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Editorial
August 1998

Preventing Teen Pregnancy With Emergency ContraceptionAn Opportunity We Should Not Be Missing

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Arch Pediatr Adolesc Med. 1998;152(8):725-726. doi:10.1001/archpedi.152.8.725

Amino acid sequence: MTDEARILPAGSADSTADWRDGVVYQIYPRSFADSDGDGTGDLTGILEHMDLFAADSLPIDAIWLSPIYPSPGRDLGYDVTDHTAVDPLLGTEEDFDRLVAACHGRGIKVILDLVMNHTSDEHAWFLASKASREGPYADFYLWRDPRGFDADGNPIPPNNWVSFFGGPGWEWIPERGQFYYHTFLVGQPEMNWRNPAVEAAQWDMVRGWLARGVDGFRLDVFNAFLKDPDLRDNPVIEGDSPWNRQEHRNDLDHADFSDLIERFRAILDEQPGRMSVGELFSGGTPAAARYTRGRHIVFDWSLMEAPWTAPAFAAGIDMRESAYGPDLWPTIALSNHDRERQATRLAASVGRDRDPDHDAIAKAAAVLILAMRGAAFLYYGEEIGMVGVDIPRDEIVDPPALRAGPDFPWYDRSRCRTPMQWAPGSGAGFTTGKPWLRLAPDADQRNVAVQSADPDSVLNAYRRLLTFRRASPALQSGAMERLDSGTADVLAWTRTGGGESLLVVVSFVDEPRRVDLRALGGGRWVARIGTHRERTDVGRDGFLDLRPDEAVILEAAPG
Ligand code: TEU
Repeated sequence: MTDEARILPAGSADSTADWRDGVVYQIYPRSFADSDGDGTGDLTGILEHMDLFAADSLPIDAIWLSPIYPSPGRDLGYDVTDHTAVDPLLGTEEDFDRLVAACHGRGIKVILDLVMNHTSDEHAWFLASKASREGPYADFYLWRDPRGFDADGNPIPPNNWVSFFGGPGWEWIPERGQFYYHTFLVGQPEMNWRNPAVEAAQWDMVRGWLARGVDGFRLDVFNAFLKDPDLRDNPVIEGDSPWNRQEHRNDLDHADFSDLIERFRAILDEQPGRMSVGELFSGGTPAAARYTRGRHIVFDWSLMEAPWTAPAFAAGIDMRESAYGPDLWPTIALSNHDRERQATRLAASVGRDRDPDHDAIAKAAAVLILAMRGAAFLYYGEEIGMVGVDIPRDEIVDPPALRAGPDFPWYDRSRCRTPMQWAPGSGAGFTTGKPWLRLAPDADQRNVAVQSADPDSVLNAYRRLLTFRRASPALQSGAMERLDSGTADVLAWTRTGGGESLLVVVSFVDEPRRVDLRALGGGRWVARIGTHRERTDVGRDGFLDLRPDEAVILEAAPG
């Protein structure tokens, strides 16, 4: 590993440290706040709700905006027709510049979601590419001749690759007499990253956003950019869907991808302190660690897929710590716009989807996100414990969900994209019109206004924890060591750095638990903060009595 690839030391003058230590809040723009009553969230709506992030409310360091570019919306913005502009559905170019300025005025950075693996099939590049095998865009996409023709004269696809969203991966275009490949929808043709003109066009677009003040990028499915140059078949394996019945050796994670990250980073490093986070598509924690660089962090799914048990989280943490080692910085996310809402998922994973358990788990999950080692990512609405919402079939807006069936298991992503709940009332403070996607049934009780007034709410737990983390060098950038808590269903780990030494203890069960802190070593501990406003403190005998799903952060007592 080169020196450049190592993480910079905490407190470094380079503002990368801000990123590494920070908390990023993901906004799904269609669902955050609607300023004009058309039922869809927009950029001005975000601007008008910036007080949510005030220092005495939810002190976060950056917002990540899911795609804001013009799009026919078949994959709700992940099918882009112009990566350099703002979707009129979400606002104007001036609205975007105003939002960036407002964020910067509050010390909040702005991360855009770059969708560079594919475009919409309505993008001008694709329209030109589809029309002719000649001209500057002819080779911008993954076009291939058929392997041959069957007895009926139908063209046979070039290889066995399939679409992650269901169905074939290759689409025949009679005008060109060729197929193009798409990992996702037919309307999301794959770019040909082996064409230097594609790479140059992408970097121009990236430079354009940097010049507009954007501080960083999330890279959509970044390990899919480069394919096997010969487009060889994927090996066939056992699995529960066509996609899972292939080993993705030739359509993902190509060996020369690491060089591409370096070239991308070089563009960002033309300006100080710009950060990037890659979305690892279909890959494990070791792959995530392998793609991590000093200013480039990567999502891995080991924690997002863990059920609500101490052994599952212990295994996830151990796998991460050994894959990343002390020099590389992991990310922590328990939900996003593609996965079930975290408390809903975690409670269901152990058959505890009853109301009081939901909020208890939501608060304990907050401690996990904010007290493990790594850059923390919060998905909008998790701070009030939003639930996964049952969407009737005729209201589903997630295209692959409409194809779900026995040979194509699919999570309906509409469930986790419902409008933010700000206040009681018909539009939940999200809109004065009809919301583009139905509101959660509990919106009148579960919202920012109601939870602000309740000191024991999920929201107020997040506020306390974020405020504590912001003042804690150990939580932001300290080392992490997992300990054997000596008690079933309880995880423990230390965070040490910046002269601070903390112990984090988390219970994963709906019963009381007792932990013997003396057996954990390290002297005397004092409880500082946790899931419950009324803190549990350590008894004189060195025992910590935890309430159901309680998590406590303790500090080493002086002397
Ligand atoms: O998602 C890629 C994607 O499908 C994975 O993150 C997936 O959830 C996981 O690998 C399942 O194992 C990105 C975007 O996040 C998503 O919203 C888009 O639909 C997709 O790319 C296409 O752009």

MANY TEENAGERS in the United States are sexually active. Overall, 53% of a nationally representative sample of high school students participating in the 1995 biennial Youth Risk Behavior Surveillance System (YRBSS) survey reported a history of sexual intercourse.1 Review of results by grade level shows that among students in grade 9, 37% reported having had sex at least once and 24% reported having had sex within the 3 months preceding the survey. Among students in grade 12, 66% reported having had sex at least once and 50% reported having had sex within the 3 months preceding the survey. Among those currently sexually active, use of condoms or oral contraceptives was low; at last intercourse, 54% reported use of condoms and 17% reported use of birth control pills. Given this information, it should not be surprising that many teenagers have personal experiences with pregnancy. Four percent of students in grade 9 and 10% of students in grade 12 report they have either been pregnant or have been responsible for getting someone pregnant. Results of the 1997 YRBSS will be available later this year, but dramatic changes in findings are unlikely.

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